Thursday, February 13, 2014 To view the full text of these opinions, please visit: http://www.courts.wa.gov/opinions/index.cfm?fa=opinions.recent or Lexis subscribers may use the links below to access the cases on either lexis.com or Lexis Advance.
The Supreme Court filed 2 new opinions and Division Three of the Court of Appeals filed 1 new published opinion on Thursday, February 13, 2014:
1. State v. Garcia No. 88020-4 (February 13, 2014) 2014 Wash. LEXIS 148 (lexis.com)
2014 Wash. LEXIS 148 (Lexis Advance)
Areas: CRIMINAL LAW
Brief: Insufficient evidence supported the “shield or hostage” and the “extreme mental distress” alternative means of kidnapping presented to the jury, and the trial court did not violate the defendant’s confrontation rights by limiting his cross-examination of an adverse witness, but the trial court erroneously admitted evidence of a prior crime of dishonesty, and the prosecutor incorrectly defined “burglary” during closing arguments.
2. State v. Gower No. 88207-0 (February 13, 2014) 2014 Wash. LEXIS 149 (lexis.com)
2014 Wash. LEXIS 149 (Lexis Advance)
Areas: CRIMINAL LAW
Brief: In State v. Gresham, 173 Wn.2d 405 (2012), the Supreme Court invalidated RCW 10.58.090 and held that admission of otherwise inadmissible evidence under that statute is error subject to nonconstitutional harmless error analysis. The court also ruled that the admission of prior sex offense evidence is not harmless where credibility is a primary issue in a case and testimony regarding the prior sex offense features prominently at trial. The Court of Appeals below distinguished Gresham on the basis that the present case was a bench trial and the defendant could not overcome the presumption that the judge at a bench trial does not consider inadmissible evidence. The Court of Appeals erred. The presumption does not apply where, as here, the evidence was actually admissible under the law at the time of the judge's decision to admit it, and the judge affirmatively recognized its legal admissibility when admitting the evidence. Without that presumption, this case is indistinguishable from Gresham. The Supreme Court therefore held that the trial court's admission of evidence of the defendant's prior sex crimes constituted reversible error.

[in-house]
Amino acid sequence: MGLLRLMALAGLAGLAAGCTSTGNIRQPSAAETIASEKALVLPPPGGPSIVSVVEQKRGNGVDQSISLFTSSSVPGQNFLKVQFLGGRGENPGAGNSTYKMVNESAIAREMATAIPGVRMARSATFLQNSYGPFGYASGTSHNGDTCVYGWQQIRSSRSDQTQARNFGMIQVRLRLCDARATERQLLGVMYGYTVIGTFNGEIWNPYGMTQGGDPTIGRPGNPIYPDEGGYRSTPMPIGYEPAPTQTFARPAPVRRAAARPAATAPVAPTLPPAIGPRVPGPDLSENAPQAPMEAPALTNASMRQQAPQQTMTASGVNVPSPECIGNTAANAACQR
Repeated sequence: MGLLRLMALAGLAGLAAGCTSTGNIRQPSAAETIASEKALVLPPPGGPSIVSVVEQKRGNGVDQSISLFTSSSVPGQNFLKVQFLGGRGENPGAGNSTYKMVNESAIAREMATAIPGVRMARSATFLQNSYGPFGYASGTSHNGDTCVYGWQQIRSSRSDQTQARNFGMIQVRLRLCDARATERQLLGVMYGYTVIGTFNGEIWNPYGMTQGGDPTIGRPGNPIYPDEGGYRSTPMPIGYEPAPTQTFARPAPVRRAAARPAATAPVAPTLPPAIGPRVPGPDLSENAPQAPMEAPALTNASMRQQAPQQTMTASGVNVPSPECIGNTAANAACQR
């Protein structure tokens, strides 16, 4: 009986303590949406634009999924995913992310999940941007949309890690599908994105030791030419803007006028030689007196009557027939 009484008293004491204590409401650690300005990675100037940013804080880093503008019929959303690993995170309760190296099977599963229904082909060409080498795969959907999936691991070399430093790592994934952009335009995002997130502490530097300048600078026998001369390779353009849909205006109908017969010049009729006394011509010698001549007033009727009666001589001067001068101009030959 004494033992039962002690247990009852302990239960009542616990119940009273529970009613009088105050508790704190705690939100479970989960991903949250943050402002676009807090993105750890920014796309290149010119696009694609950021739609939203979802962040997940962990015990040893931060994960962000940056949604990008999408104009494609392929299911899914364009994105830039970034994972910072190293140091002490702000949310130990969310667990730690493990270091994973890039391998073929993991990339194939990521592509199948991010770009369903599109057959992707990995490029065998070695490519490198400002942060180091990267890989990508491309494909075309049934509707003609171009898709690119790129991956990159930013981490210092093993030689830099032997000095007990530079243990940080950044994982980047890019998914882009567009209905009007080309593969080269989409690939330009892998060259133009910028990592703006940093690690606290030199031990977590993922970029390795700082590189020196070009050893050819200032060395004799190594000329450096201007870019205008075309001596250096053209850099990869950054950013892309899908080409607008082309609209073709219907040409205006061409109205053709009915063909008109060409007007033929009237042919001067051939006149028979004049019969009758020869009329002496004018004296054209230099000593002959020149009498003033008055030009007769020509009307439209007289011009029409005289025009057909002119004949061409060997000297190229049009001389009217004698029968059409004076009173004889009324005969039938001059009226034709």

Court of Appeals:
State v. Bailey No. 27489-6 (February 13, 2014) 2014 Wash. App. LEXIS 362 (lexis.com)
2014 Wash. App. LEXIS 362 (Lexis Advance)
Brief: At 16 years of age, the defendant stipulated to a waiver of juvenile court jurisdiction and pleaded guilty to second degree robbery in adult court. The State later used this conviction as a “strike” under the persistent offender accountability provisions of the Sentencing Reform Act of 1981, chapter 9.94A RCW. In an unpublished decision, the Court of Appeals concluded that the transfer of the defendant’s case to adult court was proper and, therefore, the robbery conviction could be used as a strike for purposes of persistent offender sentencing. The Supreme Court granted review and remanded the case for reconsideration in light of State v. Saenz, 175 Wn.2d 167 (2012), which identified two specific prerequisites for a valid transfer of juvenile court jurisdiction: (1) the juvenile must be fully informed of the rights and protections being waived and (2) the juvenile court must enter written findings in the record, including a finding that transfer is in the best interest of the juvenile or public. Adhering to the analysis and holding in Saenz, the Court of Appeals concluded that the defendant was not fully informed of the rights he waived and no written finding was entered that transfer was in the best interest of the juvenile or public. Accordingly, the persistent offender sentence was reversed.
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